Singer-songwriter, 46, married
I was just nine when my father [Elvis Presley] died, but I had a very special relationship with him. He was the most incredible, enigmatic, powerful, dynamic human being Iíve ever met. As far as men go, he left big shoes to fill. He is still such a presence in popular culture, but I donít find it odd or surreal Ė it makes me happy, actually.
Most of my memories are of being home with him. Our rooms were on the top floor of Graceland [Elvisís home in Memphis, Tennessee]. We would sit in my room and watch TV, and spend a lot of time together upstairs alone. Heíd take me on golf-cart rides, or weíd visit my grandfather or the pet store.
My father was very funny, very playful, but he also had a very bad temper. Across the board, he was extreme: either really funny, really playful, or in such a bad mood that people were running for the hills. But he had so many vampires around him, stupid people, and theyíd tick him off. He was frustrated sometimes. Like everybody, he was human.
I didnít find it hard to have a normal life. Things werenít quite like they are now in the US, where youíre in a fishbowl because of celebrity news sites like TMZ. Back then I felt I had a bit of space, and I could privately make my own mistakes and grow up.
I was comfortable around boys and never found them to be alien at all. But I find men and women different. One thing I will say about men: if theyíve had a good relationship with their mother, and are close with their mother, they are better partners for women.
That is a fact. The best qualities men can have are dedication, loyalty, honesty and refraining from going elsewhere for their needs.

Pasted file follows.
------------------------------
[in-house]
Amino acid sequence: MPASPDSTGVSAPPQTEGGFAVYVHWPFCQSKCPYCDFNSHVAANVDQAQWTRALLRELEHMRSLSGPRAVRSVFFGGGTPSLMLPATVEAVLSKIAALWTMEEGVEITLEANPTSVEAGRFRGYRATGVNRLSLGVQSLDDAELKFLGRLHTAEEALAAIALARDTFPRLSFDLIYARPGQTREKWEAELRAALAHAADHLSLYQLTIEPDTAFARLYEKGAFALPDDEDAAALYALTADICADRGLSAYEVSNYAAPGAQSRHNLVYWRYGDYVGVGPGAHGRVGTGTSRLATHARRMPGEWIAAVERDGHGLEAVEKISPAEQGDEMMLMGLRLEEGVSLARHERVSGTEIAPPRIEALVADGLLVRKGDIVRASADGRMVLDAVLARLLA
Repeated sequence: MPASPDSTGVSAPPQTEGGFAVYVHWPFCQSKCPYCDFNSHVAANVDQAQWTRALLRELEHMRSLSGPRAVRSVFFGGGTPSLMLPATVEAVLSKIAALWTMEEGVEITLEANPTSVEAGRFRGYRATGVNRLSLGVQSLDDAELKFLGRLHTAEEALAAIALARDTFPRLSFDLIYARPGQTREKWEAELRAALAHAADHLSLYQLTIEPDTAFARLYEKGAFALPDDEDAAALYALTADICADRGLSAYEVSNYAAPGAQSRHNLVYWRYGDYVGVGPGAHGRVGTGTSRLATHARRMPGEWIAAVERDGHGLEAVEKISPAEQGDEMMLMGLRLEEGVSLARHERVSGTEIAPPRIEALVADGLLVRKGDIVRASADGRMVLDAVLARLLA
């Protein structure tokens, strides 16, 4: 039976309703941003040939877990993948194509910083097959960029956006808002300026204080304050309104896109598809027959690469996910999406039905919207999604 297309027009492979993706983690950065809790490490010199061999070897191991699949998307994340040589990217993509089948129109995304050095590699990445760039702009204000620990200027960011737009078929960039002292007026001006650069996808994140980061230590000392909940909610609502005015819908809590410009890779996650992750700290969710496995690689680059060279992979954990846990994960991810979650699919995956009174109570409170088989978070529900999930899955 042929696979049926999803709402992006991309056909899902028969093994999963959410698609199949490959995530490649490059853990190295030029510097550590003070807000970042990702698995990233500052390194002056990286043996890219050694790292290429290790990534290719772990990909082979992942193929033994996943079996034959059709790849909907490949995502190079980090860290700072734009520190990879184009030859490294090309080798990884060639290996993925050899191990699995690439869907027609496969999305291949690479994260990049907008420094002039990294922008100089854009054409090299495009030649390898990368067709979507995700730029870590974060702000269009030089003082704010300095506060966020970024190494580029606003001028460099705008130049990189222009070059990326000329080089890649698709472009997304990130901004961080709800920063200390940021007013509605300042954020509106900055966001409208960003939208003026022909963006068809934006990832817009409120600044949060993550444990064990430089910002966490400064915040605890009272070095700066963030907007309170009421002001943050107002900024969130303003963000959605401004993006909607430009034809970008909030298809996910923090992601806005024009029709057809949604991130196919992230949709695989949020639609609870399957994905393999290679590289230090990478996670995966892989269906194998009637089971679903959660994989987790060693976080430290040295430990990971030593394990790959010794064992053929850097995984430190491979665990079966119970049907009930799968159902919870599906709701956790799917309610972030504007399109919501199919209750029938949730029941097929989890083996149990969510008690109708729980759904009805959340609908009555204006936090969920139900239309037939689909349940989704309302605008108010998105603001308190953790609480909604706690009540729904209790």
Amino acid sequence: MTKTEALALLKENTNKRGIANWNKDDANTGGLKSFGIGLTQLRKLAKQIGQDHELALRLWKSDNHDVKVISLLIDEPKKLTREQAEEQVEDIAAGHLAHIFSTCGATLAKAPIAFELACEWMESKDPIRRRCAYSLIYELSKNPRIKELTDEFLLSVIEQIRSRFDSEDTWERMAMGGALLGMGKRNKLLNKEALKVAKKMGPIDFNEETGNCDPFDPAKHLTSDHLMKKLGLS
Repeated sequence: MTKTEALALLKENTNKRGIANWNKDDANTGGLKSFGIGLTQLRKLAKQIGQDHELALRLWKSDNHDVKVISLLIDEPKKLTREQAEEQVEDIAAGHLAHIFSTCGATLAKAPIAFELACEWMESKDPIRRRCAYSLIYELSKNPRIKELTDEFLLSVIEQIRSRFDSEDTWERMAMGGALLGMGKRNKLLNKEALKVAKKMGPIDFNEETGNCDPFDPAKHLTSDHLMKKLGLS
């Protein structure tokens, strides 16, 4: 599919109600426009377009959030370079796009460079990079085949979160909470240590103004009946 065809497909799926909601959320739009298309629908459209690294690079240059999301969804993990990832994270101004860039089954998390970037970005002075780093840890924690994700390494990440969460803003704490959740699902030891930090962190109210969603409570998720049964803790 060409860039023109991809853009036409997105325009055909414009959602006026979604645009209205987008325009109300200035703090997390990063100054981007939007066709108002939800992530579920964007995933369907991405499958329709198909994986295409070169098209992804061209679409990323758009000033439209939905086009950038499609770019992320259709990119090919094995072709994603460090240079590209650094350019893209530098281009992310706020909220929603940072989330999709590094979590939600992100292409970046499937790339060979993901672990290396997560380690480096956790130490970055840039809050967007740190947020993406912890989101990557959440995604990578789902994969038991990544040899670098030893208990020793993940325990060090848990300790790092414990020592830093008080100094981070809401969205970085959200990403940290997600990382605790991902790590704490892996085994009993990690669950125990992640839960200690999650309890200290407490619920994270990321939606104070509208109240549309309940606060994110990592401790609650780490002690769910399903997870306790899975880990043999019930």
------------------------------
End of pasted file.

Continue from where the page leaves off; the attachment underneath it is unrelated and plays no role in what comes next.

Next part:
I got pregnant and married very early. I was pregnant [with actress daughter Riley Keough] at my 21st birthday. So I was a mom and quiet for years. It wasnít until my 30s that I put out my first record; Iím now on my third. But I coped well with being a young mom and didnít feel at all restrained by it. I liked being stable and didnít have any wild oats to sow Ė Iíd already sown them. Motherhood is my favourite thing. Iím a lioness. A caretaker. I would have 15 children if I could.
I donít regret any of my marriages [to, in order, musician Danny Keough, pop star Michael Jackson, actor Nicolas Cage and current husband, music producer Michael Lockwood]. They were all incredible, fun experiences. Some were marriages of whim Ė I was wild, they were wild, and we did wild things, but I donít regret them. Each one ended for different reasons. Some I wished didnít end the way they did, but they werenít failures; we just werenít partnered right.
With MJ [Michael Jackson], unfortunately, too much happened, too much got between us. There was a very deep strong love there; intense. But people got in the way, on my end and his end. We had so many people telling us what to do and intercepting and speaking on behalf of the other. Had it been just he and I, towards the end, I donít think we would have divorced.
Michael [Lockwood] and I have been together for 11 years. We met when we were working and weíre very close. Weíve never been apart for a night and we never fight. What I love most about him is that heís so easy-going. Heís smart, thoughtful, lets me be myself, doesnít get worried or jealous, and heís the coolest guy Iíve met in my fÖing life. If heís taught me anything about myself, itís that Iím a complete raving lunatic!
Michael is a huge muso but he never mentioned ever listening to my father. We never talked about it that much. But he was a huge Beatles fan. I always thought of the Beatles as competition for my father, so when I was younger I didnít like them [laughs] Ė I always felt protective of Dad. I donít hate them any more, by the way! And I love John Lennon.
I have twin daughters [Harper and Finley Lockwood, 5], a son [Benjamin Keough] whoís 21, and my daughter Riley is 24. Benjamin has me wrapped around his finger and I spoil the on earth out of him. He can make me cry, but he can make me laugh like anyoneís business. Riley is the same, while the little ones are the most precious things ever.
The title track on my album Storm & Grace is written for my son. Itís about the kind of pressures and expectations placed on men. Itís about how heís got the biggest heart but heís learnt how to put up a protective shell, which isnít necessarily a good thing. When men get hurt, they get more and more protective and closed off. Iím not sure how we can fix that. I wish there was a way.